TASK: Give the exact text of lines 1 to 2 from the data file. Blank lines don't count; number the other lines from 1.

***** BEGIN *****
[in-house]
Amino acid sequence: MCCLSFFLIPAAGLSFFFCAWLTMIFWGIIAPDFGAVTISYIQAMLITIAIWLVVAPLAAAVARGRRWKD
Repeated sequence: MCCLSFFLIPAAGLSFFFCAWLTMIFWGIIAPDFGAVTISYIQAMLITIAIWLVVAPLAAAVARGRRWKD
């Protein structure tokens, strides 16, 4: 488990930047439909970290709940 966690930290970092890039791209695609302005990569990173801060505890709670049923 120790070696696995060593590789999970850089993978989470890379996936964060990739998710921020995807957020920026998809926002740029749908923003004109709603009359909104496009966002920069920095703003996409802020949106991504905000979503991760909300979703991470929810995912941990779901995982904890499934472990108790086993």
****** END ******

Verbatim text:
[in-house]
Amino acid sequence: MCCLSFFLIPAAGLSFFFCAWLTMIFWGIIAPDFGAVTISYIQAMLITIAIWLVVAPLAAAVARGRRWKD